Dad is maybe not doing well. I know I wrote “It Is Well” a couple of weeks ago but even then I was trying to talk myself into it. I am writing this today not so much to inform but to share where I am.
What does it mean to “fight” cancer? I wish there was something I could do directly to the tumor and to the root cause of the tumor. I mean, if I could just have her leg amputated below the knee I would. But that doesn’t work. That won’t fix it. That won’t make it go away.
So she has to have chemo.
And chemo makes her feel bad.
I don’t want to write another weepy post where I cry to the whole world about my daughter. Let’s talk about having fun in the pediatric oncology ward. Because that’s my fight. That’s where I can make a real difference. I can help my daughter feel better. So we try to have fun. In the hospital.
Sometimes by holding straws under our noses.
And that’s what my job in the hospital is. I bring the fun. A new favorite joke is this:
Two goldfish are in a tank and one says to the other, “Do you know how to drive this thing?”
Hilarious. When I told her that joke she rolled her eyes and laughed but she laughed. Prior to that she was feeling tired and maybe a little cranky. She didn’t want to read or be read to. She didn’t want to play video games. She didn’t want to eat. She just wanted to sit there quietly.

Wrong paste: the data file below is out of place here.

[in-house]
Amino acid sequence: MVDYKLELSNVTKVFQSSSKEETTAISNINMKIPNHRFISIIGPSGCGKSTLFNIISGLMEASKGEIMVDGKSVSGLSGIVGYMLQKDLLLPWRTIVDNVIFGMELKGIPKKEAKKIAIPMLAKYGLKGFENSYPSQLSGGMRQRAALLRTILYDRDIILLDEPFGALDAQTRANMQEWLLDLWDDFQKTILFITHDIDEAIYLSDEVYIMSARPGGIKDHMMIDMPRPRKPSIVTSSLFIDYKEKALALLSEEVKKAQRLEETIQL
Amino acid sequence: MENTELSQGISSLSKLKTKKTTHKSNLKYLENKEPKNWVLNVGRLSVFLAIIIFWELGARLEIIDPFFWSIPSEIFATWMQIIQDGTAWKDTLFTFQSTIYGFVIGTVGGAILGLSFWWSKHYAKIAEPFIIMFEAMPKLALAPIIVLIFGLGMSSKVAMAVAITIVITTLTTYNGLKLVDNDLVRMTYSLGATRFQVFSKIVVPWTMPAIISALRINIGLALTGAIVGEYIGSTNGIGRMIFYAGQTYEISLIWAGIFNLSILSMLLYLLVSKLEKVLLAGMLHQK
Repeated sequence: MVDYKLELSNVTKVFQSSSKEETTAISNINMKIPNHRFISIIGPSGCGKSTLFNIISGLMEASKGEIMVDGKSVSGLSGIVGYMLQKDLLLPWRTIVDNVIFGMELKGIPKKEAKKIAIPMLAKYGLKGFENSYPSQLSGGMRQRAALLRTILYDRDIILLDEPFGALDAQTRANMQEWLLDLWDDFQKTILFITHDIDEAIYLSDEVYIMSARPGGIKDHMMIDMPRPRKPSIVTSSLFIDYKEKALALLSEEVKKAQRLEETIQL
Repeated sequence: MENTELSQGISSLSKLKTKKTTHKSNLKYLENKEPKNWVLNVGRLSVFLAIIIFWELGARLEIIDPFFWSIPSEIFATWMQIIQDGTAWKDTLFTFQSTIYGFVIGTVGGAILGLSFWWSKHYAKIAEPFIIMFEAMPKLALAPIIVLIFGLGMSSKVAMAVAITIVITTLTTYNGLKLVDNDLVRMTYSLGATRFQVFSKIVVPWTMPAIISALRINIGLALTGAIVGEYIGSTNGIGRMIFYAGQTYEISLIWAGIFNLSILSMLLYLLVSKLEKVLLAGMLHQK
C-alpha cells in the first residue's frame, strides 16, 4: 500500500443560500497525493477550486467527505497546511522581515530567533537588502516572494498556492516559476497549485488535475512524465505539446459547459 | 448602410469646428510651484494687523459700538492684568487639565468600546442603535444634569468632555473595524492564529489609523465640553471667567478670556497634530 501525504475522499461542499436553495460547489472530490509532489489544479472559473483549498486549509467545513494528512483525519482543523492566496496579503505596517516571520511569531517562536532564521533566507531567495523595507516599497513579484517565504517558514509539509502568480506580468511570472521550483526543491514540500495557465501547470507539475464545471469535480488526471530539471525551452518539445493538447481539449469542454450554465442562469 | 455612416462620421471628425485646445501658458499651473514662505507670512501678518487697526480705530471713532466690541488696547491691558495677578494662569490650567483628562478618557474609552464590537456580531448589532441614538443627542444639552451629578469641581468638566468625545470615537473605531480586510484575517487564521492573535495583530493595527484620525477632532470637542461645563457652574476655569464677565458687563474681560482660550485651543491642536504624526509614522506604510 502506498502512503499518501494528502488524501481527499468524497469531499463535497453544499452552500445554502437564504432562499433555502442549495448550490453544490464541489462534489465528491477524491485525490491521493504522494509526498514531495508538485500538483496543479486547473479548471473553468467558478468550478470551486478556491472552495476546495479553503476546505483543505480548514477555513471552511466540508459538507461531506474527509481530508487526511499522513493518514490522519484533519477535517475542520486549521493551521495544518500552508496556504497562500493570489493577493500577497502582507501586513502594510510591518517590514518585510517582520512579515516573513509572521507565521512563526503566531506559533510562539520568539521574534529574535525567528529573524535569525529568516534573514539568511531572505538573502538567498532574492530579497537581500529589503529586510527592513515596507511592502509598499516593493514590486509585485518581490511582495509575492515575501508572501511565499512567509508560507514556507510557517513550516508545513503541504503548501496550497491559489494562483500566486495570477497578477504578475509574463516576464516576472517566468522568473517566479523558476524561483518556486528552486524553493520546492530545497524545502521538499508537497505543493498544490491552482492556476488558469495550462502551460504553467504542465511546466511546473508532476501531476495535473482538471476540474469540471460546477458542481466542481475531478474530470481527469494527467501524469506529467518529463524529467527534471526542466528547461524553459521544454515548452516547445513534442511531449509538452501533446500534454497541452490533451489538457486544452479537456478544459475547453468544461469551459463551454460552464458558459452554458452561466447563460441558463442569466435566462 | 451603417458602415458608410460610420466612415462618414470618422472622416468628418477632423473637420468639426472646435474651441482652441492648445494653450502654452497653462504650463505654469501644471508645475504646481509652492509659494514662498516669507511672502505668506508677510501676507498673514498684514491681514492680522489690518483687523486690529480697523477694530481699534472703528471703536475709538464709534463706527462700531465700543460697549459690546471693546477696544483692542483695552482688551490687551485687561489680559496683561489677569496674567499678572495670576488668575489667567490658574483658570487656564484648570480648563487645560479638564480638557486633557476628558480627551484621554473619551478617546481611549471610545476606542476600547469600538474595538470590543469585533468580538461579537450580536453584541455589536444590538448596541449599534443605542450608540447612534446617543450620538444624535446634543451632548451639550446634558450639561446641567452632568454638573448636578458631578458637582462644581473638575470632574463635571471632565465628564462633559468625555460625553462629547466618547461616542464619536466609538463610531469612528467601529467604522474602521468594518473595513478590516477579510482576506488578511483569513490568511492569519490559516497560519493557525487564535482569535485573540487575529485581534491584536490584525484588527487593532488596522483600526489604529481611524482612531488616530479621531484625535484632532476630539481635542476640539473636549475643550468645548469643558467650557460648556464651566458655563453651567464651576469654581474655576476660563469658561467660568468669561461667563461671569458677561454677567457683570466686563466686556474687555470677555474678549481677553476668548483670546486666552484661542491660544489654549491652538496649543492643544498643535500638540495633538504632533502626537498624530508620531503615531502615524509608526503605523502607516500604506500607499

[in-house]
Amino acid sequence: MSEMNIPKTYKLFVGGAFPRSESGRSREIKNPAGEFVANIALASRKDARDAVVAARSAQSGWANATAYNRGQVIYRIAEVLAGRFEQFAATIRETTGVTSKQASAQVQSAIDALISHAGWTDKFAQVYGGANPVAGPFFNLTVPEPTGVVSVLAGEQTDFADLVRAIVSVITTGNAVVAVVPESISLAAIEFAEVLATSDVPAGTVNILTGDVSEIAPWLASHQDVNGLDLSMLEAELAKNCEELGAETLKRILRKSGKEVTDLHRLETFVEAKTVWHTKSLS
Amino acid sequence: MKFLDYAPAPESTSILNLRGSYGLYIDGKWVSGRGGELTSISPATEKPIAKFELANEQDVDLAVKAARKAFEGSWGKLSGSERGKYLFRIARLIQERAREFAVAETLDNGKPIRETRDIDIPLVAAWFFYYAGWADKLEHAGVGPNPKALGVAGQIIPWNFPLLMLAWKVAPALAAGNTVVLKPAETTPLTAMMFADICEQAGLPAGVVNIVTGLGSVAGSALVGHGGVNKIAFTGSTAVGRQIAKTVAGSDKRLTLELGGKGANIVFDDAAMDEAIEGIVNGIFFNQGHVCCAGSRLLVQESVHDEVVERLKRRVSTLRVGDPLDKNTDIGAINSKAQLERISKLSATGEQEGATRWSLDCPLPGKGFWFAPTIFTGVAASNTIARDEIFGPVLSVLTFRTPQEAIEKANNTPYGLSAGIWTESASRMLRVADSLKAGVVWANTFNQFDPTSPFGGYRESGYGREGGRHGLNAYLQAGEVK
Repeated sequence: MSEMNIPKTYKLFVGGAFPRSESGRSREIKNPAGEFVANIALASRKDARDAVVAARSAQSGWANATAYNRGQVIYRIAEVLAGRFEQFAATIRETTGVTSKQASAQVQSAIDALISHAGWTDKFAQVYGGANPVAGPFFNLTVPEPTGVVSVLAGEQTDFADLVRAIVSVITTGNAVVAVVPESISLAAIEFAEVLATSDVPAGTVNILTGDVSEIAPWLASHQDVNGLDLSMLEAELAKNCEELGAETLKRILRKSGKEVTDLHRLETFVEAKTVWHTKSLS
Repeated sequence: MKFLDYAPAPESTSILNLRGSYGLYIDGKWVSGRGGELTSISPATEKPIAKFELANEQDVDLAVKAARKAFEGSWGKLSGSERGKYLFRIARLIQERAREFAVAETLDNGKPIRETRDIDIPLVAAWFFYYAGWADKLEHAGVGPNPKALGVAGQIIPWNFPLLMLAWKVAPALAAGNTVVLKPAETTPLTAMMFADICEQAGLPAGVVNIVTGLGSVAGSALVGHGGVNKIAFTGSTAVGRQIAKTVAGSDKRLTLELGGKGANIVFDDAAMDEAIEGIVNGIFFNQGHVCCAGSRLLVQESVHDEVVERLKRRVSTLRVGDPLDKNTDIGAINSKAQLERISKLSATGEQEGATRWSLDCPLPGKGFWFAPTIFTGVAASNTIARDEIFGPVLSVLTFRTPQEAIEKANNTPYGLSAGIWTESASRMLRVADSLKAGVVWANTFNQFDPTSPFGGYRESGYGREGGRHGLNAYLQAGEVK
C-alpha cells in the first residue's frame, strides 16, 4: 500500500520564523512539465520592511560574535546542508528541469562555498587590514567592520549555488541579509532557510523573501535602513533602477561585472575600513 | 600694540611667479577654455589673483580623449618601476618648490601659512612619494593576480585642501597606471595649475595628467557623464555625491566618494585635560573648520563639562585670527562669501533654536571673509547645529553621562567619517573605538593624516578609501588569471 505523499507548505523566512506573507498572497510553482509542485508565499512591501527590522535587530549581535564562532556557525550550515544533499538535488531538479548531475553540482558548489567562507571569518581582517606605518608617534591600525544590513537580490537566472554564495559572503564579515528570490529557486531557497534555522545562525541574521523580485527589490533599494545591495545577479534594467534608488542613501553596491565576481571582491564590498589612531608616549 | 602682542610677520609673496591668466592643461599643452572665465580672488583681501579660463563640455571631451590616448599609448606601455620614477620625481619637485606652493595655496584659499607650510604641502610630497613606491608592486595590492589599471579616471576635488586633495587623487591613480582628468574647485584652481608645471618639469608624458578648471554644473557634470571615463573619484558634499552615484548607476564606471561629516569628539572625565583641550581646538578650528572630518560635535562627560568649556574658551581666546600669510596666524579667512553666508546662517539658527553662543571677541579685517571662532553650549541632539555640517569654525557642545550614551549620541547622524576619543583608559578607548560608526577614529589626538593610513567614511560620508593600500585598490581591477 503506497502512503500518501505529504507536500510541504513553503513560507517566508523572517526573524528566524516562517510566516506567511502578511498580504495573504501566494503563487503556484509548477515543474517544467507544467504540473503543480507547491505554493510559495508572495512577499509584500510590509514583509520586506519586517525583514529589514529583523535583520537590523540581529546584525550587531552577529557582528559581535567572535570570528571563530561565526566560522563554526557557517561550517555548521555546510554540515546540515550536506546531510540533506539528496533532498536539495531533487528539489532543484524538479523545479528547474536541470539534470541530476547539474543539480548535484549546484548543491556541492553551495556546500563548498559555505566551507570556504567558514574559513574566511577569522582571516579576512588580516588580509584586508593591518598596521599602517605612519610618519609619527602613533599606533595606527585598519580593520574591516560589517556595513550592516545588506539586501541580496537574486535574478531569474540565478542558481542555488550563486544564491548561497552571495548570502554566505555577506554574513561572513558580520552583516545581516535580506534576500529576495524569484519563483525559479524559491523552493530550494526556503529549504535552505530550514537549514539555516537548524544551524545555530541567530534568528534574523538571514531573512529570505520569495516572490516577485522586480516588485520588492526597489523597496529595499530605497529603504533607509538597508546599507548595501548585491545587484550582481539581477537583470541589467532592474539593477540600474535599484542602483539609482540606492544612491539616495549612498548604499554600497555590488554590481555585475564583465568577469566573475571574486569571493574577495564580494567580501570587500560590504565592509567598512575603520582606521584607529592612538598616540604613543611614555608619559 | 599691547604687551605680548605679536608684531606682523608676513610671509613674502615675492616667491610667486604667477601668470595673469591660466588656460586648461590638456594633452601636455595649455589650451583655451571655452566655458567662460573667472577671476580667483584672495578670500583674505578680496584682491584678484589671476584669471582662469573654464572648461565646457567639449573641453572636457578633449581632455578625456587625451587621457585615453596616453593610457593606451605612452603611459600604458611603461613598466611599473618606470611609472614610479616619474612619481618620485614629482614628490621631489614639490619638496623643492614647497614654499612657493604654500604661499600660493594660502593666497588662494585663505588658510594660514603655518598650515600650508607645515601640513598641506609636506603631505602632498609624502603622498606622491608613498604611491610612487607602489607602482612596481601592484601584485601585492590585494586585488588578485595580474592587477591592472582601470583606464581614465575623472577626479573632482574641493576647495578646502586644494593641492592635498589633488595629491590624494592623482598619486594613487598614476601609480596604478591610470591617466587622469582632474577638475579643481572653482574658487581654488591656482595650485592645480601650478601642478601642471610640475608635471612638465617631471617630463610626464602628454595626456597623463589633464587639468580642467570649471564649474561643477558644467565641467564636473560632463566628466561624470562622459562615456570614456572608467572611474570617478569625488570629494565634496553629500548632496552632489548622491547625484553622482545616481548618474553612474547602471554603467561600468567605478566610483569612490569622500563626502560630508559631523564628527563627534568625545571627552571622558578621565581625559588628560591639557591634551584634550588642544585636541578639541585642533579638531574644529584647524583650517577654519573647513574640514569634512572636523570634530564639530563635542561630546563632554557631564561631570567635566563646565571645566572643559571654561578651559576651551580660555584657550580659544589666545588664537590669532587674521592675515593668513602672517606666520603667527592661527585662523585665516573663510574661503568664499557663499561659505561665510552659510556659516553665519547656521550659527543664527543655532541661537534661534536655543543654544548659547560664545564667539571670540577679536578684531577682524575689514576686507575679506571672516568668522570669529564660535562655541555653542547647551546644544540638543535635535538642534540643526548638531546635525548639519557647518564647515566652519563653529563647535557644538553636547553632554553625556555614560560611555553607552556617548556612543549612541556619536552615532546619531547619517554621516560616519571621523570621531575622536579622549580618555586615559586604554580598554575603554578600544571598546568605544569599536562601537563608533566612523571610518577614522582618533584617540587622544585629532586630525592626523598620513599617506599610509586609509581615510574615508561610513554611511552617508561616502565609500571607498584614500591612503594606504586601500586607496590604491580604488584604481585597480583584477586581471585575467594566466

Now I’m all for children sitting quietly under normal conditions. But not now. Now we have to fight.
We have to fight to keep her spirits up and I am ready to fight.
But the battle is not focused entirely on my daughter. All of us are struggling.
Julie didn’t sleep last night. She cried. All night.
I can cheer my youngest up with a blue wig and some lame jokes but what do I do for Julie?
What do I do for my oldest boy who has become somewhat brooding and had a small meltdown yesterday?
What about me?
Someone at church asked penetrating questions about each family member ultimately landing on me. “How is dad doing?”
I guess I hadn’t thought about it.
I am in pain and physically exhausted and have a short fuse. My daughter has cancer. My wife isn’t sleeping. My boy is angry. The sink is full of dirty dishes.
But I can’t allow myself to focus on the bad stuff. My daughter’s cancer is localized. We caught it early. I held Julie close, told her I loved her and rubbed her neck, back and feet with lavender and she is resting now as I type. I treasure every moment with her, crying or otherwise. My son is becoming a man…and struggling with that emergence. It is a privilege to help guide him through it. Dirty dishes are a fact of life.
We practice taking deep breaths. We slow down. We laugh. We cry. We wash dishes.
We tell jokes during chemotherapy.
This is how we are learning to fight.
How is dad doing? I am hurting but I know I am loved. We have been blown away by the support we have received from our church, our community and my co-workers.
I am not an island.
I am actually surprisingly weak.
But we are able to fight this together. And it helps to have a few laughs along the way. Naps help too.